After nearly two years of negotiations, Myanmar's hopes for a nationwide ceasefire have collapsed, and on Sunday, it was announced that only eight of the original 15 planned signatories intend to sign off on a proposed ceasefire agreement.
Touted as the country's best chance at peace in more than 60 years, the ceasefire talks finally fell apart after a meeting in Chiang Mai, Thailand, last week, when delegates from 18 different ethnic armed groups failed to reach a consensus on whether to sign the peace accord with the Burmese government ahead of scheduled November elections.
The various ethnic groups, which make up more than 30 percent of Myanmar's population, have been waging a continuous battle against the Burmese government since the country achieved independence from Britain in 1948. At the beginning of the insurgency, the government promised the ethnic groups broad regional autonomy, as well as a separate Kachin State for the largest minority group. However, in the ensuing decades, the government has failed to deliver on either promise.
In 2011, military rule of Myanmar ended, and talks between the government and armed groups began in earnest for the first time in nearly half a century. Relations, however, have remained rocky at best, and the government hoped that a nationwide ceasefire would allow the various sides to come together to discuss further political reforms. So far, the ethnic armed groups have shown a mostly united front, forming the Nationwide Ceasefire Coordination Team to represent them in the peace talks, but the government has been less than willing to view all ethnic groups as equals.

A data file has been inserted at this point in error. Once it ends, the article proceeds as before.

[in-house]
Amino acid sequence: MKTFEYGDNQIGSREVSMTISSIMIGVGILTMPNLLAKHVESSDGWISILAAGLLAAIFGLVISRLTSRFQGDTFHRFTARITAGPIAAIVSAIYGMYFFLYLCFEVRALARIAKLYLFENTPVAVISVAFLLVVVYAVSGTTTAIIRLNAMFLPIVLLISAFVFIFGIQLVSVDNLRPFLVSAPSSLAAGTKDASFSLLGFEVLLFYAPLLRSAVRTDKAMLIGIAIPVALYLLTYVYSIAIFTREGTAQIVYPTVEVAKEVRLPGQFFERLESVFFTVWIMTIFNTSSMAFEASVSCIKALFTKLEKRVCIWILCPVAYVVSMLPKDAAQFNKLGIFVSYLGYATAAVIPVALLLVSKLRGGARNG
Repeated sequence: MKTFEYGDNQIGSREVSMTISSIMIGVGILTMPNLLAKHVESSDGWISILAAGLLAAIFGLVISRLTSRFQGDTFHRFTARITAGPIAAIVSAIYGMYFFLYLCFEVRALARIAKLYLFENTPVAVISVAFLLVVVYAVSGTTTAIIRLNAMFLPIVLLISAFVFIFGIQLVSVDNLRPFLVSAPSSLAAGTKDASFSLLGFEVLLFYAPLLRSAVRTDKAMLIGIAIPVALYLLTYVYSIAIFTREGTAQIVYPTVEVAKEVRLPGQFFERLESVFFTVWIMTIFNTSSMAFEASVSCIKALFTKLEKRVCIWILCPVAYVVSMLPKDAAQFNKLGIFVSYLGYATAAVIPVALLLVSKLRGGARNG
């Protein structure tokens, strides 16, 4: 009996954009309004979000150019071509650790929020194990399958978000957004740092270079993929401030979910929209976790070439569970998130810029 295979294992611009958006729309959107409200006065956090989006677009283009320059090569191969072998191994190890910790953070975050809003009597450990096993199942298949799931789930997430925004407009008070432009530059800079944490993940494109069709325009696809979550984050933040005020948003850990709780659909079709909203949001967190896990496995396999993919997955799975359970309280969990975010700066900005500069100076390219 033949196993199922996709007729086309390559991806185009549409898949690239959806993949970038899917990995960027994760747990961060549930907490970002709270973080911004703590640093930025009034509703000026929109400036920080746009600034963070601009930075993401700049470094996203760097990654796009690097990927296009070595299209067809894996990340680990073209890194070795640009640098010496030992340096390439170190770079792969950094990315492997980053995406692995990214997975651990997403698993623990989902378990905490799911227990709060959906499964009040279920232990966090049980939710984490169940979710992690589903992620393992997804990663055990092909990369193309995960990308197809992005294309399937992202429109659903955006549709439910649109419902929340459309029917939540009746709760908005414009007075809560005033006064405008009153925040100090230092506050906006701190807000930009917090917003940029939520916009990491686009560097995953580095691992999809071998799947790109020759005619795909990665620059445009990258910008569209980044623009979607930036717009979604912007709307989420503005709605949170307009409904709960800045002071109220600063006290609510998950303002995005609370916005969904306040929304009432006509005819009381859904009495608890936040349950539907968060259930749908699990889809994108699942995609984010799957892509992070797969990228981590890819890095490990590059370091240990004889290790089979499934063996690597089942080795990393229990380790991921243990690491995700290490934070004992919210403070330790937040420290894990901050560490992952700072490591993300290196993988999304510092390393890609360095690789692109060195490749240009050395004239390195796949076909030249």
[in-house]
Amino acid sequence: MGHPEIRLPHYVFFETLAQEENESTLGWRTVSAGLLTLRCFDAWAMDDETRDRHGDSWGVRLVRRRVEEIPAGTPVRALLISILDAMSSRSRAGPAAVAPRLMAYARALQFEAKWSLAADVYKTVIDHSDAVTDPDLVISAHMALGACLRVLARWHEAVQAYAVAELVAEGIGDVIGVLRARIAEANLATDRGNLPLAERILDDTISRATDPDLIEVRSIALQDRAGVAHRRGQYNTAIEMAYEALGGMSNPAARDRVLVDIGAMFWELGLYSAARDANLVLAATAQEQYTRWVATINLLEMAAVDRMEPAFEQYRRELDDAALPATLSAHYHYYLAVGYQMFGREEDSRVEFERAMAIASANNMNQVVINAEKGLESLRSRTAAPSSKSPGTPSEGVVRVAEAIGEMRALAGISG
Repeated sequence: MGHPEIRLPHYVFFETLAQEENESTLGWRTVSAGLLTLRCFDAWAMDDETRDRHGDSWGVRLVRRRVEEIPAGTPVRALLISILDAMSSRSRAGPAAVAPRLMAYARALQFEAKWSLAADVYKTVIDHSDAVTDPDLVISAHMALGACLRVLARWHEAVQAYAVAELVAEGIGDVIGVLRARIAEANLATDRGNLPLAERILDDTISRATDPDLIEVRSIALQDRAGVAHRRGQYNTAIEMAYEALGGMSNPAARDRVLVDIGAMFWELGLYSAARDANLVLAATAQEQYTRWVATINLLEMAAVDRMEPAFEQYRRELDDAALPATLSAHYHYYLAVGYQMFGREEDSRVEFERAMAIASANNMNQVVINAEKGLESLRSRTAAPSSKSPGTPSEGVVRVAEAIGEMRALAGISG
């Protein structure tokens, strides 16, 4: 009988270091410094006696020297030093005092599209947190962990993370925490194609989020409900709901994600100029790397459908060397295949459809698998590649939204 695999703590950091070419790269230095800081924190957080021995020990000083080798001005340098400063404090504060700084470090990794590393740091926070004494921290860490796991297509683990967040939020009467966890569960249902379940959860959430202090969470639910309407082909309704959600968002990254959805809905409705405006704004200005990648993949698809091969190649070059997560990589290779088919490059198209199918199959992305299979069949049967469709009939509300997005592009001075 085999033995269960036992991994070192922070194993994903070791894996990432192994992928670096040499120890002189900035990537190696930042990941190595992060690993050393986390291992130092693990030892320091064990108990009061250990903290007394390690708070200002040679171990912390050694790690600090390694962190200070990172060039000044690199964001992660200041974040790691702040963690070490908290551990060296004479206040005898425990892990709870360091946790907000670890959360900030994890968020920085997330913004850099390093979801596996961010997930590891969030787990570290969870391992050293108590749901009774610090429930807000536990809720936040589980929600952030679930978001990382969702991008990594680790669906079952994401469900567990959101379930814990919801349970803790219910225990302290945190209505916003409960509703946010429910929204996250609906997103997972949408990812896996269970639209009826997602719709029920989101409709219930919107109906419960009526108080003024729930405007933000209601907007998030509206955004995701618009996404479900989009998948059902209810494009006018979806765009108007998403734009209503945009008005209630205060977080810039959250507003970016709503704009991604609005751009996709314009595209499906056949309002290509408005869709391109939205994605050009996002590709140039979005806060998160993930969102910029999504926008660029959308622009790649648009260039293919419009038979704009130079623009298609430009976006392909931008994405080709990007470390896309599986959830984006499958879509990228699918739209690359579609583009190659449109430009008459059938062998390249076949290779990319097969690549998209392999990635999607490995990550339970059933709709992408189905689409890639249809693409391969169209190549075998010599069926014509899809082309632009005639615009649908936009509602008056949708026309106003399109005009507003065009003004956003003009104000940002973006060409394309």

The main stumbling point in the ceasefire agreement remains the inclusion of three ethnic armed groups — the Myanmar National Democratic Alliance Army (MNDAA), the Arakan Army, and the Ta'ang National Liberation Army — who are all currently engaged in heavy fighting against Myanmar's military, better known as the Tatmadaw, in northern Shan State.
The government doesn't recognize these three groups as part of the Nationwide Ceasefire Coordination Team and has barred them from signing the ceasefire agreement unless they first sign separate bilateral ceasefire agreements with the government and military, a precondition that has not been levied against other armed groups and that is seen as a ploy to divide the unified ethnic groups.
For the last few months, the Nationwide Ceasefire Coordination Team has pushed for an all-encompassing ceasefire agreement that would include the other three groups currently fighting in Shan State, but to no avail.
"There is really an air of desperation around the [ceasefire agreement]," said David Mathieson, a senior researcher for Human Rights Watch.
One of the reasons the government wants to get the ceasefire agreement inked before November, he explained, is to garner praise for the president and the military, which they believe will help the ruling Union Solidarity and Development Party in the upcoming elections.
But that's not the only reason the government and the military want the Nationwide Ceasefire Agreement signed as soon as possible, Mathieson said. The existing government is worried about holding onto their power through the November elections, and they don't want politicians who might be more sympathetic to the ethnic rebels' demands for peace, like Aung San Suu Kyi, the leader of the National League for Democracy, involved in the negotiations.